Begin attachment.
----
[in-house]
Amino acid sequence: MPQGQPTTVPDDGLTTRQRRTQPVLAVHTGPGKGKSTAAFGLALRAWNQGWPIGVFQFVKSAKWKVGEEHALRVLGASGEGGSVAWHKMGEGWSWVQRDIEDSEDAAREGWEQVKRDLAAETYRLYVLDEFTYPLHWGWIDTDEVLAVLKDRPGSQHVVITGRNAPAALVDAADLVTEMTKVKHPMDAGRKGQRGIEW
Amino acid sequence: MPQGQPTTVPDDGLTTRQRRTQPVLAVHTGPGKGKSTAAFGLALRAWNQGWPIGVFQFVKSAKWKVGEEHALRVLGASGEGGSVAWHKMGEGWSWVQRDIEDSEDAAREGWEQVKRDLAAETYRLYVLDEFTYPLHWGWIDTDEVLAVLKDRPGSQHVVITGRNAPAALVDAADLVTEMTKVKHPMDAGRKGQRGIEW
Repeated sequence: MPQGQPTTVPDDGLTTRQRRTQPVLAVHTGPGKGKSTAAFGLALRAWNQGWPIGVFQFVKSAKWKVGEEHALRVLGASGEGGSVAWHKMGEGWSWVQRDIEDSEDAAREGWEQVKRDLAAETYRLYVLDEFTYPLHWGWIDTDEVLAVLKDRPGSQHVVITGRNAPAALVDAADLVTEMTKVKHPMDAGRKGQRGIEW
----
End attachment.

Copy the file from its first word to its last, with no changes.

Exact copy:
[in-house]
Amino acid sequence: MPQGQPTTVPDDGLTTRQRRTQPVLAVHTGPGKGKSTAAFGLALRAWNQGWPIGVFQFVKSAKWKVGEEHALRVLGASGEGGSVAWHKMGEGWSWVQRDIEDSEDAAREGWEQVKRDLAAETYRLYVLDEFTYPLHWGWIDTDEVLAVLKDRPGSQHVVITGRNAPAALVDAADLVTEMTKVKHPMDAGRKGQRGIEW
Amino acid sequence: MPQGQPTTVPDDGLTTRQRRTQPVLAVHTGPGKGKSTAAFGLALRAWNQGWPIGVFQFVKSAKWKVGEEHALRVLGASGEGGSVAWHKMGEGWSWVQRDIEDSEDAAREGWEQVKRDLAAETYRLYVLDEFTYPLHWGWIDTDEVLAVLKDRPGSQHVVITGRNAPAALVDAADLVTEMTKVKHPMDAGRKGQRGIEW
Repeated sequence: MPQGQPTTVPDDGLTTRQRRTQPVLAVHTGPGKGKSTAAFGLALRAWNQGWPIGVFQFVKSAKWKVGEEHALRVLGASGEGGSVAWHKMGEGWSWVQRDIEDSEDAAREGWEQVKRDLAAETYRLYVLDEFTYPLHWGWIDTDEVLAVLKDRPGSQHVVITGRNAPAALVDAADLVTEMTKVKHPMDAGRKGQRGIEW